• 50-59: 35.0% - (5 of 14 people)
  • 60+: 66.0% - (8 of 12 people)
Midol:
  • 0-1: 0.0% - (0 of 0 people)
  • 2-9: 0.0% - (0 of 0 people)
  • 10-19: 0.0% - (0 of 0 people)
  • 20-29: 0.0% - (0 of 1 people)
  • 30-39: 12.0% - (1 of 8 people)
  • 40-49: 26.0% - (4 of 15 people)
  • 50-59: 13.0% - (2 of 15 people)
  • 60+: 36.0% - (4 of 11 people)

Most common drug interactions over time *:

< 1 month:
  • dyspnoea
  • sepsis
  • death
  • pneumonia
  • anxiety
  • asthenia
  • renal failure acute
  • cerebral venous thrombosis
  • depression
  • hypersensitivity
1 - 6 months:
  • nausea
  • headache
  • cardiac arrest
  • cardiac failure congestive
  • confusional state
  • fluid retention
  • gastric ulcer
  • hyponatraemia
  • myocardial infarction
  • renal failure
6 - 12 months:
  • exhaustion, fatigue, lethargy, tiredness, weariness
  • back pain - low
  • blood test abnormal
  • decreased appetite
  • headache - migraine with aura
  • heartbeat sensations
  • hypothyroidic goitre
  • low blood pressure
  • nausea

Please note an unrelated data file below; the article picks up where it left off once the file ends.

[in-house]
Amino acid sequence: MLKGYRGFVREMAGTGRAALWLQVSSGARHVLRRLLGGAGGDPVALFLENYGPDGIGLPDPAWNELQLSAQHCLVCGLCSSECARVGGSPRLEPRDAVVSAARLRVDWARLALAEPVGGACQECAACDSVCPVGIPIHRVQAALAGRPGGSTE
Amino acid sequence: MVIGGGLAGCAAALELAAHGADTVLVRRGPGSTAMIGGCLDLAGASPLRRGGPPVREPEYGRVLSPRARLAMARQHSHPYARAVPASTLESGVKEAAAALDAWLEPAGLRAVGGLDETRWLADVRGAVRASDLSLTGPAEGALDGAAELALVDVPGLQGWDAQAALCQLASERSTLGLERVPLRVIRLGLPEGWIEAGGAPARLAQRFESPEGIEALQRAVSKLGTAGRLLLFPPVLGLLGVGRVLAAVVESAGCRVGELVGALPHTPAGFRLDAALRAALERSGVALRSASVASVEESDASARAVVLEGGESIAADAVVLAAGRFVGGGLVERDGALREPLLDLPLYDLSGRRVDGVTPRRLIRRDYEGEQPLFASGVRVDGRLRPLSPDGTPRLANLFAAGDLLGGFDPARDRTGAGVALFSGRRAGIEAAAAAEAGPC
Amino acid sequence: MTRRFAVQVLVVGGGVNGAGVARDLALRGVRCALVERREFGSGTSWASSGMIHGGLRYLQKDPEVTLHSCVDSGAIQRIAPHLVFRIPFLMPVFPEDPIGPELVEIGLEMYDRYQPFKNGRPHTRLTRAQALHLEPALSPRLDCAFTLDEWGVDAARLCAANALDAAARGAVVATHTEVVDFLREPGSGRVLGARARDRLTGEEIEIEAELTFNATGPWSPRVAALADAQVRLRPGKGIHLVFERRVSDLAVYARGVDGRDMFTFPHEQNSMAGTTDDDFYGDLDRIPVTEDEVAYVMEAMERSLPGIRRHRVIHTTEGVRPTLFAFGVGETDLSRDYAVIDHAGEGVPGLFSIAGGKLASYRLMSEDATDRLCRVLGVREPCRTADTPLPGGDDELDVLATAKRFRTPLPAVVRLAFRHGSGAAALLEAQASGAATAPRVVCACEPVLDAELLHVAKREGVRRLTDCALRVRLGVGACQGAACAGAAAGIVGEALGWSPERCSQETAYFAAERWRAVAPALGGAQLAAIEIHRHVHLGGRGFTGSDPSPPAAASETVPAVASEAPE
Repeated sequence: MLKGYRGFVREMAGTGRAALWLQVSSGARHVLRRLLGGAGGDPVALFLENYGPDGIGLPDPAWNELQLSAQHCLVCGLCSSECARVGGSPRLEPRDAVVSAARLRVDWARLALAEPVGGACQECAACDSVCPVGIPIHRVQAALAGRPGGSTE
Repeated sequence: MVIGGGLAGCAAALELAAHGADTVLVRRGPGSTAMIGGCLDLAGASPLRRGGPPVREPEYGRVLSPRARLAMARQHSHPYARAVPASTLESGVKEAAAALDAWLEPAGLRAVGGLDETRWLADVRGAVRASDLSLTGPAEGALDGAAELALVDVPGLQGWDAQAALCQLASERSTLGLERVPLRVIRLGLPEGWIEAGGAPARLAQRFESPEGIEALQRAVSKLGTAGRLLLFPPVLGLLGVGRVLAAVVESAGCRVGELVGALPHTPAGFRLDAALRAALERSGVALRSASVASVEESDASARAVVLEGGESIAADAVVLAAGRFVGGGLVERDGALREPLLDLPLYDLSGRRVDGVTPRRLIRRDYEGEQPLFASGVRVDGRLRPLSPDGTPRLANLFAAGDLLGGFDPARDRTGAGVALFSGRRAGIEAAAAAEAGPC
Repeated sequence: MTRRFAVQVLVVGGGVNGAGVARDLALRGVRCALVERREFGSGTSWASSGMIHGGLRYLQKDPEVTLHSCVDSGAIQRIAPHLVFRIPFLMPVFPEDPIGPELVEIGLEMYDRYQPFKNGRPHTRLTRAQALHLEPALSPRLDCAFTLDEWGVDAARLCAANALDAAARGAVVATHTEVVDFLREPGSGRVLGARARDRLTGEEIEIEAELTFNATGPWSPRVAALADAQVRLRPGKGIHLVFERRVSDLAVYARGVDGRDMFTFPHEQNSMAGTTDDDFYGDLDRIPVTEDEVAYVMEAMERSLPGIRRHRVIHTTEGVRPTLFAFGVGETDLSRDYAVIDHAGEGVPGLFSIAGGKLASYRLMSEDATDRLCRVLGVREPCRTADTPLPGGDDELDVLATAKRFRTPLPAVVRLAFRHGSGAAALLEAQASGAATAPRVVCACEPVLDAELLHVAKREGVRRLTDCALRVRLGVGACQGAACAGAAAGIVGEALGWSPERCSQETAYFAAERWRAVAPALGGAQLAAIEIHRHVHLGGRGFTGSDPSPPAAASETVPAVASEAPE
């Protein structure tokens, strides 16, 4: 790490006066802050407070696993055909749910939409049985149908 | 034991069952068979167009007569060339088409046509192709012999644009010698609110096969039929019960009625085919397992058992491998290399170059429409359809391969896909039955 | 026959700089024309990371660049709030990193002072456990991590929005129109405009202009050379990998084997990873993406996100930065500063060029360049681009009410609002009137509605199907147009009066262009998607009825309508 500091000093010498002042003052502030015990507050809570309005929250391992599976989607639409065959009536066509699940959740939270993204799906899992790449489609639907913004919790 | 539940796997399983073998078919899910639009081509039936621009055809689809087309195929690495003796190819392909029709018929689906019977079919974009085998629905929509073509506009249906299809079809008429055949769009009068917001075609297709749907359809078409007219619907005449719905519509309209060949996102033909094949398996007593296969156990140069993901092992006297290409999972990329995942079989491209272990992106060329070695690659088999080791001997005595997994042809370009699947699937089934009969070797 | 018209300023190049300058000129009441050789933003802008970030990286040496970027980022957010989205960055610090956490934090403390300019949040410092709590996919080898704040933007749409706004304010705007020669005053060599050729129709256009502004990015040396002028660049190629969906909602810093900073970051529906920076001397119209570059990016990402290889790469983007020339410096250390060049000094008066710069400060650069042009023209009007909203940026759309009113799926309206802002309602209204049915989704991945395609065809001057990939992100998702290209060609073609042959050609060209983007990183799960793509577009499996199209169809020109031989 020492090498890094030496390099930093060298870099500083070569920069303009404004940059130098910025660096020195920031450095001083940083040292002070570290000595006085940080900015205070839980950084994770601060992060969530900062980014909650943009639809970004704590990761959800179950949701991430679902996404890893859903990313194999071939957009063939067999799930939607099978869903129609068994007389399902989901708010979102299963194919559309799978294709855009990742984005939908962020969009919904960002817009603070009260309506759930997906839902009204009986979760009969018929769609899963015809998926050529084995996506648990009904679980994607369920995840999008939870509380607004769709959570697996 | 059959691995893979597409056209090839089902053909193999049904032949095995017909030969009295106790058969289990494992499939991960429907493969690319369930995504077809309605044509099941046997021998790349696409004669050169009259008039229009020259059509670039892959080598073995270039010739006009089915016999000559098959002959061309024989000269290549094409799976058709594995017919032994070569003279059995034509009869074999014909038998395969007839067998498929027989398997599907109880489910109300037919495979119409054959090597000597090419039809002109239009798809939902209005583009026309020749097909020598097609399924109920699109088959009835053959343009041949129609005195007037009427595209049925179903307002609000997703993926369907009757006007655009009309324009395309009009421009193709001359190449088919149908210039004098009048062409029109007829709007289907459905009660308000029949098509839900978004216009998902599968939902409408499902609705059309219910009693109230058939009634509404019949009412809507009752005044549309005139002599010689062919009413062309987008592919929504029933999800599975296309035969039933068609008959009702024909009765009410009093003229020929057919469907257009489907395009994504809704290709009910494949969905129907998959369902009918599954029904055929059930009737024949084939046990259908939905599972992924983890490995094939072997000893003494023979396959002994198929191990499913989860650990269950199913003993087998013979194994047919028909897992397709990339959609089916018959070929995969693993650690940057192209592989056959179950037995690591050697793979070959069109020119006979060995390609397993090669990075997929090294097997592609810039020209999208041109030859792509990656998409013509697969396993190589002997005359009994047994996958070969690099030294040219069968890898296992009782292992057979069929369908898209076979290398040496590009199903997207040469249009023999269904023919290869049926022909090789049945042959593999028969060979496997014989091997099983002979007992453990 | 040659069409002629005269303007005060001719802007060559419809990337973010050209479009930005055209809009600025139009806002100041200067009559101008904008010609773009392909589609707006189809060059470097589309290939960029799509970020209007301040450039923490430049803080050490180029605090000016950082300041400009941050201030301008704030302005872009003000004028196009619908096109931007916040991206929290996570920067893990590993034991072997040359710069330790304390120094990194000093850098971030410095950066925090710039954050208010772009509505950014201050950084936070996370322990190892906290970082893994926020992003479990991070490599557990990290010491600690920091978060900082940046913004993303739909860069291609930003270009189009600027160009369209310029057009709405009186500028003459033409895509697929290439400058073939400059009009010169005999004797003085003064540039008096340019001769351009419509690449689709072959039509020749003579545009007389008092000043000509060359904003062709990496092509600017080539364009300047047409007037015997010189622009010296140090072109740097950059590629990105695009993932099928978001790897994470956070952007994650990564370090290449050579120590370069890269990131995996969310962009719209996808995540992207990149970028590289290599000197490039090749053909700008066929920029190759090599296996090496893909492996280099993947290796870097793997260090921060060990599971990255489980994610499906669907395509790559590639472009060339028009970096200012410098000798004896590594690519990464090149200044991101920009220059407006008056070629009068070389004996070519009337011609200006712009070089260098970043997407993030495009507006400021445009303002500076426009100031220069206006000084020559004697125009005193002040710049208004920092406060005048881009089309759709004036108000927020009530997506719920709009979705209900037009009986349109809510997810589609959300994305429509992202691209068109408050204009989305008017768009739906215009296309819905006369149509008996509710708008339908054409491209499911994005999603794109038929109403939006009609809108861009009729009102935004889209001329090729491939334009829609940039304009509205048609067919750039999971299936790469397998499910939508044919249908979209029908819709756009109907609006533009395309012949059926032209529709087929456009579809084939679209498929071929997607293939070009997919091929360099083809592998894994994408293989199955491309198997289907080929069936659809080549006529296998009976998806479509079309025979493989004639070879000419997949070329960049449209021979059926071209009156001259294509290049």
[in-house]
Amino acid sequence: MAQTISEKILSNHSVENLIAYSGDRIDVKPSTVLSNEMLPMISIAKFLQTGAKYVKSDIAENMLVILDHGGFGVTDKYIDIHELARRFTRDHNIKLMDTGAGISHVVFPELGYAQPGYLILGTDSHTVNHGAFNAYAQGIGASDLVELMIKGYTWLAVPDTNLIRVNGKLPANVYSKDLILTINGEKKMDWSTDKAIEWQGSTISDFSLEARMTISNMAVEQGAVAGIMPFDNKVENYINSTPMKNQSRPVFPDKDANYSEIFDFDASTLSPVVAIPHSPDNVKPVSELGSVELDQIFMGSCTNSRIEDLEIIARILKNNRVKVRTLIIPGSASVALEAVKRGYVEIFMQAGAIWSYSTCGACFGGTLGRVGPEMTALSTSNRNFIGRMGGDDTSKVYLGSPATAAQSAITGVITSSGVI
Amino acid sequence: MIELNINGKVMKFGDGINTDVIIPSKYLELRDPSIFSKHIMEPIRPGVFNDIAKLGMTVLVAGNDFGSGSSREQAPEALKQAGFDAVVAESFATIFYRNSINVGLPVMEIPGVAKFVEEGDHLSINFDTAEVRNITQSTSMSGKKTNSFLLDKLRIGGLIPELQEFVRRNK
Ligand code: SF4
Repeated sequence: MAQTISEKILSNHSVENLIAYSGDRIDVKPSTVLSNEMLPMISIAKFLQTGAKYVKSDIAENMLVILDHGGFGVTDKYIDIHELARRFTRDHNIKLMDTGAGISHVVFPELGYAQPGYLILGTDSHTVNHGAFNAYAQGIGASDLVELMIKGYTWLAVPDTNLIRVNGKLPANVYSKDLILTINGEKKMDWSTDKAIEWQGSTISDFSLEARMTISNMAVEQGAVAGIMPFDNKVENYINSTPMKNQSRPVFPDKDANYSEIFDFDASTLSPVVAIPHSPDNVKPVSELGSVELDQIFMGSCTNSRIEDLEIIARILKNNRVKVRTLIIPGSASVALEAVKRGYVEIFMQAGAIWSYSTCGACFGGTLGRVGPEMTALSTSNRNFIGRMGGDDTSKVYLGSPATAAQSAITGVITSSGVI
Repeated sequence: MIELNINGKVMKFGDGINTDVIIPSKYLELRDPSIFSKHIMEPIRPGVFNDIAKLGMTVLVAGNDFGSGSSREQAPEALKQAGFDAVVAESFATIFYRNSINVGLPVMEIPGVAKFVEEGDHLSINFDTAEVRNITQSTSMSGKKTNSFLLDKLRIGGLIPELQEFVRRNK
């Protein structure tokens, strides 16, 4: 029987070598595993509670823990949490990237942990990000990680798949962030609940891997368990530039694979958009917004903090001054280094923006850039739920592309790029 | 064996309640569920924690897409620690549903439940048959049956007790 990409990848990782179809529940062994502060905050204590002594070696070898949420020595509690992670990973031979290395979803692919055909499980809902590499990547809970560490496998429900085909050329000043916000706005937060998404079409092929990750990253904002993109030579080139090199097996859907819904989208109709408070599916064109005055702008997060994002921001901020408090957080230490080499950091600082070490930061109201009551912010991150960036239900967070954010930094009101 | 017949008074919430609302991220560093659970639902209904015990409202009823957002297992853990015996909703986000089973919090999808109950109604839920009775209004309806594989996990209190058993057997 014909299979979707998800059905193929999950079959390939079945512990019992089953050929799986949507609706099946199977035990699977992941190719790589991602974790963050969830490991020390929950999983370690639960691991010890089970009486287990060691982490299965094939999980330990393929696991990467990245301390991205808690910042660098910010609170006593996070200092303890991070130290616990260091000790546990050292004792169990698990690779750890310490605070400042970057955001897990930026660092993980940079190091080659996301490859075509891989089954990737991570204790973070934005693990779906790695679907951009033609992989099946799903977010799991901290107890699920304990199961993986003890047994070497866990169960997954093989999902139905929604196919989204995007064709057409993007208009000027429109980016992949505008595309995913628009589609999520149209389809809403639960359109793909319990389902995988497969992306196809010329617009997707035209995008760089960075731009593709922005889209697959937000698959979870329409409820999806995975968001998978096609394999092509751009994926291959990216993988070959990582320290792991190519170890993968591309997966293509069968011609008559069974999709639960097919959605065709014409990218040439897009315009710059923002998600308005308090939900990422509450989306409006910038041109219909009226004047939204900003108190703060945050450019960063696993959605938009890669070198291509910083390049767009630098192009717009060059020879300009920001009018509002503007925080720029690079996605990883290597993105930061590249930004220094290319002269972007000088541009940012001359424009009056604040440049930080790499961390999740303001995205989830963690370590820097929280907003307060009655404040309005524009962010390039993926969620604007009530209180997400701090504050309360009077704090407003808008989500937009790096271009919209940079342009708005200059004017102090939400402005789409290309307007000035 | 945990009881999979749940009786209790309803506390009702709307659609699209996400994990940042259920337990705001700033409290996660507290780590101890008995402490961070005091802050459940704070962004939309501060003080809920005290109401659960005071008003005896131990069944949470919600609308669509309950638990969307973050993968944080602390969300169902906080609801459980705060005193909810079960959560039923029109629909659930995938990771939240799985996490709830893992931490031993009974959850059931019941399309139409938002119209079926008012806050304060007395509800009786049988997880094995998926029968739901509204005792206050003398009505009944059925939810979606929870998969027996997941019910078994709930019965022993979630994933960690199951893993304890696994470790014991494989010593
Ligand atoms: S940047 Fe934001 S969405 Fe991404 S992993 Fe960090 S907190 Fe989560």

• neck, shoulder and arm syndrome
1 - 2 years:
  • headache - migraine with aura
  • weakness
  • intussusception
  • nausea
  • pulmonary embolism
  • back pain - low
  • blood test abnormal
  • decreased appetite
  • exhaustion, fatigue, lethargy, tiredness, weariness
  • gastrooesophageal reflux disease
2 - 5 years:
  • chest pain
  • deep vein thrombosis
  • emotional distress
  • hypertension
  • pain
  • coronary artery disease
  • pulmonary embolism
  • acute myocardial infarction
  • diabetes mellitus
  • fear
5 - 10 years:
  • intussusception
  • depression
  • anxiety
  • back pain
  • dizziness
  • dyspnoea
  • pain
  • accessory spleen
  • anxiety aggravated
  • atrial fibrillation/flutter
10+ years:
  • agitation
  • angina pectoris
  • anxiety
  • cardiac disorder
  • cognitive deterioration
  • coordination abnormal
  • cystitis
  • decubitus ulcer
  • dehydration
  • delusions, mixed
not specified:
  • pain
  • anxiety
  • dyspnoea
  • nausea
  • chest pain
  • back pain
  • fatigue
  • hypertension
  • asthenia
  • injury

Most common drug interactions by gender *: